Global Connections among Struggles for Racial Justice: Britain, Germany, South Africa, and the United States

AHA Session 142
Saturday, January 7, 2012: 11:30 AM-1:30 PM
Chicago Ballroom C (Chicago Marriott Downtown)
Jane Dailey, University of Chicago
Kevin Gaines, University of Michigan

Session Abstract

In recent years, scholars have begun to look beyond the borders of the United States in their study of the U.S. civil rights movement. This new scholarship has not simply revealed the international complexion of what was formerly conceived of as a national or regional struggle for racial equality; it has recast some of the assumptions about the origins, nature, and purpose of that struggle. Prominent examples of such scholarship include work by Penny Von Eschen, Kevin Gaines, Glenda Gilmore, Robin Kelley, Mary Dudziak, Carole Boyce Davies, James Meriwether, and Thomas Borstelmann.

But this revision is still at an early, and formative, stage. For the most part, the new literature has kept the United States at the center of the analysis -- whether it be how African American activists used the Cold War context to their own advantage, or the direct ways in which they drew inspiration from, and maintained links with, black activists in freedom struggles abroad.

Individually, and together, the three papers proposed here will seek to further develop the transnational turn in U.S. race protest studies in various ways. They will explore the hitherto neglected bilateral relationships between the U.S. and three other countries with regard to the modern race justice struggle. They will also look at a broad spectrum of connections: from activists for racial justice (moderates and militants) to those seeking to defend racial hierarchies, and the links between politicians, commentators, and self-styled scientific experts across national boundaries.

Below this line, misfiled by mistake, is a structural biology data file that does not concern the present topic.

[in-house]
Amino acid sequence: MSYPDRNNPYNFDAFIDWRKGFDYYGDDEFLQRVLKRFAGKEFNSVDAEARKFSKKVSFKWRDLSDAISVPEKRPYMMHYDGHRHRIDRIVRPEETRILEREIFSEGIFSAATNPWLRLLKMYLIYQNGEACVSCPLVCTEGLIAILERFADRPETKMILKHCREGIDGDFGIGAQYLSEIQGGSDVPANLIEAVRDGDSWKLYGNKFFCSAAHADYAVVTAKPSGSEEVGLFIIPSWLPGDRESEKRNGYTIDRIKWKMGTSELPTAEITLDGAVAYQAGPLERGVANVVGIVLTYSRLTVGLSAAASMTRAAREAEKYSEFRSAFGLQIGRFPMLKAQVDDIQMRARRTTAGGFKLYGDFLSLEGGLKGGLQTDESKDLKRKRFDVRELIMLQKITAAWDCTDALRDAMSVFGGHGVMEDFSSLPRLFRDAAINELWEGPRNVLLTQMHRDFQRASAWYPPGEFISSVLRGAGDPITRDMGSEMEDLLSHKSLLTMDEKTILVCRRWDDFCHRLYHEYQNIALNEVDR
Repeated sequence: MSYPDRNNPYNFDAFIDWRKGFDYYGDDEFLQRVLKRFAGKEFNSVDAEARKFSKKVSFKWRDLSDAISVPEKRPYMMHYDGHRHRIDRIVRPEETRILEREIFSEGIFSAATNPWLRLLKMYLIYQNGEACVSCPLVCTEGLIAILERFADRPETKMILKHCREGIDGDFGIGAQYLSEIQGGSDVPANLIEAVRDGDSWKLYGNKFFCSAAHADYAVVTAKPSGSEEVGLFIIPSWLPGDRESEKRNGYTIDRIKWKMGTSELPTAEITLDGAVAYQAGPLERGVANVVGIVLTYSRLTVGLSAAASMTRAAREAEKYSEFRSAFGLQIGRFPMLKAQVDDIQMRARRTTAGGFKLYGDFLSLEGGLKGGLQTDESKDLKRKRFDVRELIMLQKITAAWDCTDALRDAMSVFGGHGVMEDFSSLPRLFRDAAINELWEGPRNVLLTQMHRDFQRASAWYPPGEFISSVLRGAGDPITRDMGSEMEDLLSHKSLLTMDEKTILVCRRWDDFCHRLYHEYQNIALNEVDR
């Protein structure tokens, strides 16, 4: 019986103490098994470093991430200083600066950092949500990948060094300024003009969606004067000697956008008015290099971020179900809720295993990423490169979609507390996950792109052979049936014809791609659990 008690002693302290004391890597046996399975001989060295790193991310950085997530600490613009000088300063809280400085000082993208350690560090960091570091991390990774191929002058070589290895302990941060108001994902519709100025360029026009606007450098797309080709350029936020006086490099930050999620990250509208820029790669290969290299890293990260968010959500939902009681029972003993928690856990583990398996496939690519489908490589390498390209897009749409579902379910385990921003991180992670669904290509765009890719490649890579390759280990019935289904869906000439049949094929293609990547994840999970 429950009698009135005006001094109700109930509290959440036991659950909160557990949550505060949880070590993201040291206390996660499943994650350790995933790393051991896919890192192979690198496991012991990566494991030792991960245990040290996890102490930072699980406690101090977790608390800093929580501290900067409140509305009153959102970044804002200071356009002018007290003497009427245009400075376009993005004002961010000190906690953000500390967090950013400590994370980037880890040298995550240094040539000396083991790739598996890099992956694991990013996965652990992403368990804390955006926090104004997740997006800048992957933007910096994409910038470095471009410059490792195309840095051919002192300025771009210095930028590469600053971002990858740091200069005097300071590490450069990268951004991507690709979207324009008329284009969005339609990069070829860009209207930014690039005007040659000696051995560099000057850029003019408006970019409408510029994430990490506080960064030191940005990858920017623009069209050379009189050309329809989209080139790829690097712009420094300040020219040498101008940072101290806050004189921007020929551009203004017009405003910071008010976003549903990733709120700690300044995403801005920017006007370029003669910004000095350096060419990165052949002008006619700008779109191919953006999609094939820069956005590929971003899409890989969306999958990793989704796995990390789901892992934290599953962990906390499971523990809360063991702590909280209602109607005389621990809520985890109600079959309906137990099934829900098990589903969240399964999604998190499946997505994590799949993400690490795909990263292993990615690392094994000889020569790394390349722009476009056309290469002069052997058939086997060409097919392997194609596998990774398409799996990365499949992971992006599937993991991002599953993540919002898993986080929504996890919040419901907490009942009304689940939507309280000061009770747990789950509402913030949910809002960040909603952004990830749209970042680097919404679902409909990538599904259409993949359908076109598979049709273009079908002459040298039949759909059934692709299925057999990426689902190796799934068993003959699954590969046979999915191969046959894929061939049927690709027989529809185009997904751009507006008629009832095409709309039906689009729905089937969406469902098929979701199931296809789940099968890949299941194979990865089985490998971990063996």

Although the thread linking the three papers is the connection with the United States, the papers will de-center the U.S. movement by focusing on the two-way relationship between movements for racial justice. These bilateral relationships, in turn, will be situated within wider international connections to assess the impact of these interactions on the local, regional, and national levels in the countries in question. Thus broadening the geographical and chronological scope of the current scholarship, the papers will explore not just the direct but also the indirect and often unexpected links between these movements, recognizing that the asymmetries in the relationships were as important as the similarities.

Two of the three proposed papers will investigate the links between the U.S. race justice movement and countries previously ignored in the literature, namely Britain and East Germany. The third paper will focus on a well known transnational connection– between U.S. and South African activists during the 1940s and 1950s – but from the hitherto little-known perspective of the N.A.A.C.P. and the political center.

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